Thursday, August 23, 2007

Good old beers and dinner

From Eric Asimov, wine editor for the New York Times, but also a beer enthusiast, comes this story about a beer dinner featuring vintage beers.

Beers Worth Waiting For

The concept of vintage beers often confuses beer novices, and often more knowledgeble beer enthusiasts as well.

It did so last evening at the beer tasting I co-hosted with Taste DC. "Didn't you just say that fresh beer is the best beer?", I was asked.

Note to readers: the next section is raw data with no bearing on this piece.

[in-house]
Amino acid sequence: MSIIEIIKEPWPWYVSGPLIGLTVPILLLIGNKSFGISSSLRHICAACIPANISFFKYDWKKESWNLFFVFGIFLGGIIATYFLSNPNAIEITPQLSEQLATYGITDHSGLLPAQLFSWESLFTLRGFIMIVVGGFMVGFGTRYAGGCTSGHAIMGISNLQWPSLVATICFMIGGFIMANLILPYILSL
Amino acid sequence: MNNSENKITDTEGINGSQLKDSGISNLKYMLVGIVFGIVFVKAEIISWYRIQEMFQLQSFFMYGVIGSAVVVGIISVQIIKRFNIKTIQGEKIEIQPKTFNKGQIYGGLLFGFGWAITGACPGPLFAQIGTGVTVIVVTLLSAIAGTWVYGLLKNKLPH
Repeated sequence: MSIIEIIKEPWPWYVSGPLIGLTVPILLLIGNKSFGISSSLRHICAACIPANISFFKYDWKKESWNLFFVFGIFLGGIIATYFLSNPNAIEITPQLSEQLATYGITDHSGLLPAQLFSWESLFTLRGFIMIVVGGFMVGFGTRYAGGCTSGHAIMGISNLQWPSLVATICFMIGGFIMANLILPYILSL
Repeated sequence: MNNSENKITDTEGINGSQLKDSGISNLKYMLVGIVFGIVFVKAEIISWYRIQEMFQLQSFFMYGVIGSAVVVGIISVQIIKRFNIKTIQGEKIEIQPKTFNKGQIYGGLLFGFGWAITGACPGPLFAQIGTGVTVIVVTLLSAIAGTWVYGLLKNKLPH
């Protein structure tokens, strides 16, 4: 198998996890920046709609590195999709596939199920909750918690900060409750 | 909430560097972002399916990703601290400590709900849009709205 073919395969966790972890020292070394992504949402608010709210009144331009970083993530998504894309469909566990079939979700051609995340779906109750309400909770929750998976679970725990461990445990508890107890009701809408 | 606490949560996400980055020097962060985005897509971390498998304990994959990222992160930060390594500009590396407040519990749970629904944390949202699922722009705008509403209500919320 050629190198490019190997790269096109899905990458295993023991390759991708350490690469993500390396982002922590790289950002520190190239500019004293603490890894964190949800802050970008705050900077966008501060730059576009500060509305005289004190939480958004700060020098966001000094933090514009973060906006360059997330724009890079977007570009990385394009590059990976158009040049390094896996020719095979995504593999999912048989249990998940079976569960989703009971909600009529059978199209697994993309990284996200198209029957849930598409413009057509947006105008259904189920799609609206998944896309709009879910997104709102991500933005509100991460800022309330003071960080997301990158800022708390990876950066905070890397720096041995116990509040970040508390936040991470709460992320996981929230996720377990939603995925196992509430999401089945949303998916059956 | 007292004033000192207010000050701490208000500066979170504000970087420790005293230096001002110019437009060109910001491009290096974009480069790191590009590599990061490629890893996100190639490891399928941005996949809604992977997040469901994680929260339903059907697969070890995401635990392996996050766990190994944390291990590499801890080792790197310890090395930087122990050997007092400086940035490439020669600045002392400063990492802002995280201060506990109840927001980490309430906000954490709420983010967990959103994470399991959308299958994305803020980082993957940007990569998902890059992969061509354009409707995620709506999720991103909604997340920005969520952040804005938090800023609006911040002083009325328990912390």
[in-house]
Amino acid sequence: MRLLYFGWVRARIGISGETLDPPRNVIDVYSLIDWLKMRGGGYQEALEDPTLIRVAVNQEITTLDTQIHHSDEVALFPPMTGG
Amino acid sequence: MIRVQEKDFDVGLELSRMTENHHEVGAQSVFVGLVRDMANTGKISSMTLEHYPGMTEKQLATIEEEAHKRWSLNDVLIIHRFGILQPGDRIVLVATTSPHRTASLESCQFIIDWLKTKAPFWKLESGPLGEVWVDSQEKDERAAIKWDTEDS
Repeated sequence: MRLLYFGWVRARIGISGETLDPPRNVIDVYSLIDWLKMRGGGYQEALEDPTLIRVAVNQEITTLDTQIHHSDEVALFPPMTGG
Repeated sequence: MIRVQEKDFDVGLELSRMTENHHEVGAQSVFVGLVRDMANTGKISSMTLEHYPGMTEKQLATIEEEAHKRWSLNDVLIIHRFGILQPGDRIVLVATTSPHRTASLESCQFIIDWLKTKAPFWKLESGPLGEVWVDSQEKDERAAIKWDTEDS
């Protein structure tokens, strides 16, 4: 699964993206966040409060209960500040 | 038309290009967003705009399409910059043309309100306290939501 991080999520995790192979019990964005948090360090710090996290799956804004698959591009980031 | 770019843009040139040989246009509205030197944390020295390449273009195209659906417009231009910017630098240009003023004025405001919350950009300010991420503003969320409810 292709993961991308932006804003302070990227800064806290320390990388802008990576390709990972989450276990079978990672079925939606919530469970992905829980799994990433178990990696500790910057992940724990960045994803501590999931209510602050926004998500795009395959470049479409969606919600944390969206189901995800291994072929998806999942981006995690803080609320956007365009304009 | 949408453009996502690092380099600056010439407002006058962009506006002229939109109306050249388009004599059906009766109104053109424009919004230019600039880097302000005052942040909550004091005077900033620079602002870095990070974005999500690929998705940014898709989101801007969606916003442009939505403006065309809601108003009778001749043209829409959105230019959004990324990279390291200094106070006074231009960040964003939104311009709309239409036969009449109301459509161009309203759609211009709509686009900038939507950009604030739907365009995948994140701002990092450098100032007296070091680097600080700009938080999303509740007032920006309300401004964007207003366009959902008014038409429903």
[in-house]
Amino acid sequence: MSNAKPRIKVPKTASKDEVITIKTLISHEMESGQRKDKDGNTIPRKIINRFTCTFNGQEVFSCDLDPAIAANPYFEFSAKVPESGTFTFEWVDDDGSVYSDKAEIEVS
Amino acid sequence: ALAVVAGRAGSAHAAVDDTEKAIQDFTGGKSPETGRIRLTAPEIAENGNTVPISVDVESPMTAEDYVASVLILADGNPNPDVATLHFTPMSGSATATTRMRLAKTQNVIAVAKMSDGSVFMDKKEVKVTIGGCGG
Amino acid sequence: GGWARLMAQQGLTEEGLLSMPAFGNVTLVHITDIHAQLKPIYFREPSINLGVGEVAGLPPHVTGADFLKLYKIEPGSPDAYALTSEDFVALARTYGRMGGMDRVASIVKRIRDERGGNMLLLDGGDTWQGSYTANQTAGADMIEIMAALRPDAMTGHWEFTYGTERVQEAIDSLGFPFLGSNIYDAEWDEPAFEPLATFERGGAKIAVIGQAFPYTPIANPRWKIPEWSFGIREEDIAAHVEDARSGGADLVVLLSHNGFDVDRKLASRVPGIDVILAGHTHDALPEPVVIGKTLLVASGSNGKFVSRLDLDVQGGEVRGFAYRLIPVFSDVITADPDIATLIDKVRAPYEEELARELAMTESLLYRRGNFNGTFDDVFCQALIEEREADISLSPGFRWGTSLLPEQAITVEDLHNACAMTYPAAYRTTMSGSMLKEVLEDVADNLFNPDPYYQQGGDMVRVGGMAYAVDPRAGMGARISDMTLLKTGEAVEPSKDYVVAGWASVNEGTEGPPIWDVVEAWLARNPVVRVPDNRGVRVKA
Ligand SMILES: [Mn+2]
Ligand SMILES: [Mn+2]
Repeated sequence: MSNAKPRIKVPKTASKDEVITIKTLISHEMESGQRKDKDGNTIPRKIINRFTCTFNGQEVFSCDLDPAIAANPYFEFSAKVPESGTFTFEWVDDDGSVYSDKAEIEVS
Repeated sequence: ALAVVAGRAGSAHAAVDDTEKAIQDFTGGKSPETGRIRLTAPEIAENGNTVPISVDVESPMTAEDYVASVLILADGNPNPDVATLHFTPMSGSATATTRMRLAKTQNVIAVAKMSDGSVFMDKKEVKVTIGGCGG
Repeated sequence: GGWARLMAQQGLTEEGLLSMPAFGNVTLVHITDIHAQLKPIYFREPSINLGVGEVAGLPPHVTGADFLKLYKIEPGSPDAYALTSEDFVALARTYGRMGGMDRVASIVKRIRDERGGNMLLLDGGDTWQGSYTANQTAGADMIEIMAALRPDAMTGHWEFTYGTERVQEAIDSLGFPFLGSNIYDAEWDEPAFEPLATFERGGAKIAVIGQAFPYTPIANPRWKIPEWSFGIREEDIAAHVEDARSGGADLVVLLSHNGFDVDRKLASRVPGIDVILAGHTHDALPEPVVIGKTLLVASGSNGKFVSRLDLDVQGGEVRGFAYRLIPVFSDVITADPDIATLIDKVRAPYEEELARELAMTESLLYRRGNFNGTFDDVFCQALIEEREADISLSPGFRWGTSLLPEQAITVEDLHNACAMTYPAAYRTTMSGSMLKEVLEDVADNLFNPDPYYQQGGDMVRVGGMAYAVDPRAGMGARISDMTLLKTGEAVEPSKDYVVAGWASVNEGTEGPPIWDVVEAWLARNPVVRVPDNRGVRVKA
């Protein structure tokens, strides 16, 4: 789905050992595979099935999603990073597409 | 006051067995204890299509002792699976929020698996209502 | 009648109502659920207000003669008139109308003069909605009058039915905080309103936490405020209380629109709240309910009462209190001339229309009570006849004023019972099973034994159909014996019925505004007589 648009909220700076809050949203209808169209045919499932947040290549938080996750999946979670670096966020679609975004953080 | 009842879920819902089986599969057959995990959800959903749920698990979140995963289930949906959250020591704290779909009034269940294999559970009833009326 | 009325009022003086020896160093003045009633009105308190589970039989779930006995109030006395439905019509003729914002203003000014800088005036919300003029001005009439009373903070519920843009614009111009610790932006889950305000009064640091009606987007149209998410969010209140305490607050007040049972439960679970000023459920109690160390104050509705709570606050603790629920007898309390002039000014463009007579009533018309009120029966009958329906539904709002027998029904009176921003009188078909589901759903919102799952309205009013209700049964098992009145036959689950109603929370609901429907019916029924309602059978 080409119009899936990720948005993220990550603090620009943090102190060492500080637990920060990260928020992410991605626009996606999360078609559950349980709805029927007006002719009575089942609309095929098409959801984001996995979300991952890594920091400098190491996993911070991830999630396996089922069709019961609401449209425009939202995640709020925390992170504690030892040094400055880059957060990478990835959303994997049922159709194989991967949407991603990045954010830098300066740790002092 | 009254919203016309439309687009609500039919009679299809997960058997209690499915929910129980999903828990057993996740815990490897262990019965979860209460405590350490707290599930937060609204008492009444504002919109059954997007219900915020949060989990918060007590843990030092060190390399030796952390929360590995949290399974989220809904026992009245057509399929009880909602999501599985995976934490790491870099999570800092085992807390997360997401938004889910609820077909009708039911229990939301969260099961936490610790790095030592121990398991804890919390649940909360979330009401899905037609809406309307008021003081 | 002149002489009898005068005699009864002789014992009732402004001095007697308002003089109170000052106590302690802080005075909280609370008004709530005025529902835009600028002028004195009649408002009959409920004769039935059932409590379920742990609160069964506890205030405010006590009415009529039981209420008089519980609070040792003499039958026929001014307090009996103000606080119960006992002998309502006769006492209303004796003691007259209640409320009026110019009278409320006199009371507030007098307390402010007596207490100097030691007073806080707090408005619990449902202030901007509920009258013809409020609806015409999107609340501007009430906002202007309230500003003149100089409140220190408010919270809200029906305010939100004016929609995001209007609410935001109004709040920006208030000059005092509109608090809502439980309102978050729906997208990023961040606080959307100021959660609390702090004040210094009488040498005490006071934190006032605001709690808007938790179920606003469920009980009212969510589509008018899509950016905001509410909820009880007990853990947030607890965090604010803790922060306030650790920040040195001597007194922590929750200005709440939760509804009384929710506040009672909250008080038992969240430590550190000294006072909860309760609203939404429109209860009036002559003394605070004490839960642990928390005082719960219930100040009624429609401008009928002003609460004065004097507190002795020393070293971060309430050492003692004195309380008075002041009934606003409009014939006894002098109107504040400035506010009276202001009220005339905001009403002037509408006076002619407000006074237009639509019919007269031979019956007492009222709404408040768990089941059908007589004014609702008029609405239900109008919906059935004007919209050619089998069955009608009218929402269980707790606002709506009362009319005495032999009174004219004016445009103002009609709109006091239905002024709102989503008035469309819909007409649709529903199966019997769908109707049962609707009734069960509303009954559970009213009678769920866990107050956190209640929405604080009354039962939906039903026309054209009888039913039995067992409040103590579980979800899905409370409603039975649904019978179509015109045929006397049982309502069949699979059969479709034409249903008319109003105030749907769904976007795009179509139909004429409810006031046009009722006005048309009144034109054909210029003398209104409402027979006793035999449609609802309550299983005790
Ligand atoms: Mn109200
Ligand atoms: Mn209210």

Well, yes.

Beer is best fresh; that is its intrinsic nature. Compare it to a fine meal served fresh at a restaurant. You wouldn't wait four months, let alone four days, to enjoy that! Freshness is the point.

However, as with any man-made rules and things, there are exceptions. And some beers can be cellared and will change, wonderfully, as they age. Barleywines, malty strong ales (of usually alcohol greater than 9% by volume), have caramel/toffee flavors, and madeirize as they age, gaining flavors similar to those of sherry and port.

The article above features a favorite barleywine of mine : J.W. Lees Harvest Ale.

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